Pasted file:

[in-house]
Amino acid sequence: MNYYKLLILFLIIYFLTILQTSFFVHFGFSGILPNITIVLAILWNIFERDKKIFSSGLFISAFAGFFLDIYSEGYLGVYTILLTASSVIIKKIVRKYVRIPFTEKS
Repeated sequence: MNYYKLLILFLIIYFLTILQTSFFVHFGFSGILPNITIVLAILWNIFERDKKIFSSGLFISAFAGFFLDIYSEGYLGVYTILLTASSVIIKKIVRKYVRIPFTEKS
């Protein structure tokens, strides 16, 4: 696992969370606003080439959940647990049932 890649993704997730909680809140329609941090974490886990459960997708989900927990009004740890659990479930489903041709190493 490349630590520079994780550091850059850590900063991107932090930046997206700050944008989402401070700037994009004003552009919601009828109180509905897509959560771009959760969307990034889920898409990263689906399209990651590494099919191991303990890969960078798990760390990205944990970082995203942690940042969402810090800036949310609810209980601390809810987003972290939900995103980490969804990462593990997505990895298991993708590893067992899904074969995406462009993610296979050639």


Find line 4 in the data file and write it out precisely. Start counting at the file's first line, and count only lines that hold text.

């Protein structure tokens, strides 16, 4: 696992969370606003080439959940647990049932 890649993704997730909680809140329609941090974490886990459960997708989900927990009004740890659990479930489903041709190493 490349630590520079994780550091850059850590900063991107932090930046997206700050944008989402401070700037994009004003552009919601009828109180509905897509959560771009959760969307990034889920898409990263689906399209990651590494099919191991303990890969960078798990760390990205944990970082995203942690940042969402810090800036949310609810209980601390809810987003972290939900995103980490969804990462593990997505990895298991993708590893067992899904074969995406462009993610296979050639």